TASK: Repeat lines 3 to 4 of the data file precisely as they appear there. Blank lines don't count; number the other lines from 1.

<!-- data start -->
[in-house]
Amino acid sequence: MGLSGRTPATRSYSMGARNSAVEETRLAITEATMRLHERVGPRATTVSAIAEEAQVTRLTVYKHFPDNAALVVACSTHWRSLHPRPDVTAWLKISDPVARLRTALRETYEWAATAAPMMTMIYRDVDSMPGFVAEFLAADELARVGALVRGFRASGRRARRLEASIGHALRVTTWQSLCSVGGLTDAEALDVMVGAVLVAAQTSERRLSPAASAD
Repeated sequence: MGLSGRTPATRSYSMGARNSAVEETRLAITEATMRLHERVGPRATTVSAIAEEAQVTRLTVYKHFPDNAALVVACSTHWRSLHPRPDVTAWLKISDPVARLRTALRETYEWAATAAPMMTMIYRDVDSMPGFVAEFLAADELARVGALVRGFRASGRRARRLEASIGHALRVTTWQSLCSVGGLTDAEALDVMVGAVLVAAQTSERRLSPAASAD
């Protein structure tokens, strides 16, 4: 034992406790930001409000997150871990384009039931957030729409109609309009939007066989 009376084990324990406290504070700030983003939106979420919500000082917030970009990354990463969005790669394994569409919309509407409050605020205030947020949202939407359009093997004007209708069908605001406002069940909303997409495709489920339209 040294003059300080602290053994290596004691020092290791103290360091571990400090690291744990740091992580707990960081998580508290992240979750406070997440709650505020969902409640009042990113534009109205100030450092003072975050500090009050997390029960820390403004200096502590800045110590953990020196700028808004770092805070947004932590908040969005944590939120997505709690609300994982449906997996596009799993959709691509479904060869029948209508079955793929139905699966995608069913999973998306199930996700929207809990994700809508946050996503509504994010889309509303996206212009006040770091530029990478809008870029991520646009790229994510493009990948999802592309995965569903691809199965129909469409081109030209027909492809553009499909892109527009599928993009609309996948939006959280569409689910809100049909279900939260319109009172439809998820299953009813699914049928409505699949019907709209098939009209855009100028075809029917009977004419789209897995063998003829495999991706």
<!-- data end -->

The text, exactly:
Repeated sequence: MGLSGRTPATRSYSMGARNSAVEETRLAITEATMRLHERVGPRATTVSAIAEEAQVTRLTVYKHFPDNAALVVACSTHWRSLHPRPDVTAWLKISDPVARLRTALRETYEWAATAAPMMTMIYRDVDSMPGFVAEFLAADELARVGALVRGFRASGRRARRLEASIGHALRVTTWQSLCSVGGLTDAEALDVMVGAVLVAAQTSERRLSPAASAD
């Protein structure tokens, strides 16, 4: 034992406790930001409000997150871990384009039931957030729409109609309009939007066989 009376084990324990406290504070700030983003939106979420919500000082917030970009990354990463969005790669394994569409919309509407409050605020205030947020949202939407359009093997004007209708069908605001406002069940909303997409495709489920339209 040294003059300080602290053994290596004691020092290791103290360091571990400090690291744990740091992580707990960081998580508290992240979750406070997440709650505020969902409640009042990113534009109205100030450092003072975050500090009050997390029960820390403004200096502590800045110590953990020196700028808004770092805070947004932590908040969005944590939120997505709690609300994982449906997996596009799993959709691509479904060869029948209508079955793929139905699966995608069913999973998306199930996700929207809990994700809508946050996503509504994010889309509303996206212009006040770091530029990478809008870029991520646009790229994510493009990948999802592309995965569903691809199965129909469409081109030209027909492809553009499909892109527009599928993009609309996948939006959280569409689910809100049909279900939260319109009172439809998820299953009813699914049928409505699949019907709209098939009209855009100028075809029917009977004419789209897995063998003829495999991706």